Waikanae River Headwaters
14th December, 2019
Just prior to 8.30 a.m. we were leaving the South Mangaone Road carpark. There had been light precipitation overnight and significant rain earlier in the week, so the sight of clear water below, as we crossed the footbridge on the Pukeatua Track, was reassuring. When we reached the second crossing it became evident that although the water level was up, it was not dangerously so. The intended trip could proceed.
We turned left at that crossing and headed up the water course. Just over 100 metres upstream we scrambled out of the stream bed on the true left and followed a well-defined logging road to the junction of our streambed and a significant tributary on the true left. Back into the watercourse.
As we made our way upstream there were several small waterfalls that required careful scrambling in the greasy conditions, and one waterfall that required a short, scrambly sidle on the true left. In dry, summer conditions I have no doubt this sidle would be unnecessary. The water was not cold. The clearing sky allowed us to experience sunny-ish conditions for a warm drink and nibble respite.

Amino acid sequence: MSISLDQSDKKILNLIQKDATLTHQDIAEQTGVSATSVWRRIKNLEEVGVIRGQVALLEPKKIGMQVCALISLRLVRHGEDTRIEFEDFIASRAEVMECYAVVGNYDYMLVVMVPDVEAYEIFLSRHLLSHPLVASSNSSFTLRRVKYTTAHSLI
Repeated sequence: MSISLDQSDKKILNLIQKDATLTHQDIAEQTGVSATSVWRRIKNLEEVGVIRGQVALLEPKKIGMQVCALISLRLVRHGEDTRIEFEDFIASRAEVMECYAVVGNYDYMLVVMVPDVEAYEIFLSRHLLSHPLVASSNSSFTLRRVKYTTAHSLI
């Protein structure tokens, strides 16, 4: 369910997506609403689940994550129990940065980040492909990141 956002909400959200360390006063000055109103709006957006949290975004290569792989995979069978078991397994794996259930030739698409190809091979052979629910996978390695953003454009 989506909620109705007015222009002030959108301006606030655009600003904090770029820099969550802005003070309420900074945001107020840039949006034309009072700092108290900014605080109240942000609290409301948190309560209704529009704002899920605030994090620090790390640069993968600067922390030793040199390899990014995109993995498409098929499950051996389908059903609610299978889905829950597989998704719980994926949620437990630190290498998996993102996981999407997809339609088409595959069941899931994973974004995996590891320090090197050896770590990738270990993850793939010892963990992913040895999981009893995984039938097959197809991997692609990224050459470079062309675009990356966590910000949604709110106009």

Shortly after resuming our watery plod, and having noted the second of the two significant small streams on the true left, we came to our first major objective – the significant tributary that originates on the ridgeline near pt. 535.
As we had approached that junction, the sides of the stream had become increasingly steep, as evidenced by the contour lines on the map. As we headed up the new watercourse, the sides became increasingly vertical. Several hundred metres up from the junction our plans for the day changed.
We were 'canyoned' – the walls of the stream side closed to within three metres of each side. A water fall of about four metres in height was steep, greasily moss-covered and flowing too significantly for us to consider clambering up. Perhaps on a warm, dry summer's day!
On the true left the vegetation showed promise of security, so it was with finger-gripping and toe-kicking we ascended out of the watercourse. Once the precipitous section was passed we found ourselves on a recognisable 'spurlet' and so continued up to an altitude of approximately 440 metres on a broad, irregular spur descending in a NNW direction from pt. 535. A welcome lunch was taken.
Then we headed west, and shortly thereafter south-west down a spur into another un-named branch of the Waikanae River. Travel downstream in this watercourse was comfortable. We came across the abandoned bulldozer that has been in-situ long enough for trees to be growing up between the engine block and the lugs. Travel continued downstream to the main branch we had accessed first in the morning and hence back to the car.
Travel time was 6 ½ hours … comfortable medium grade time; but the terrain we encountered at times was more akin to bush mountaineering.
- Party members
- Bill Allcock (leader and scribe), Tricia French, Sieny Pollard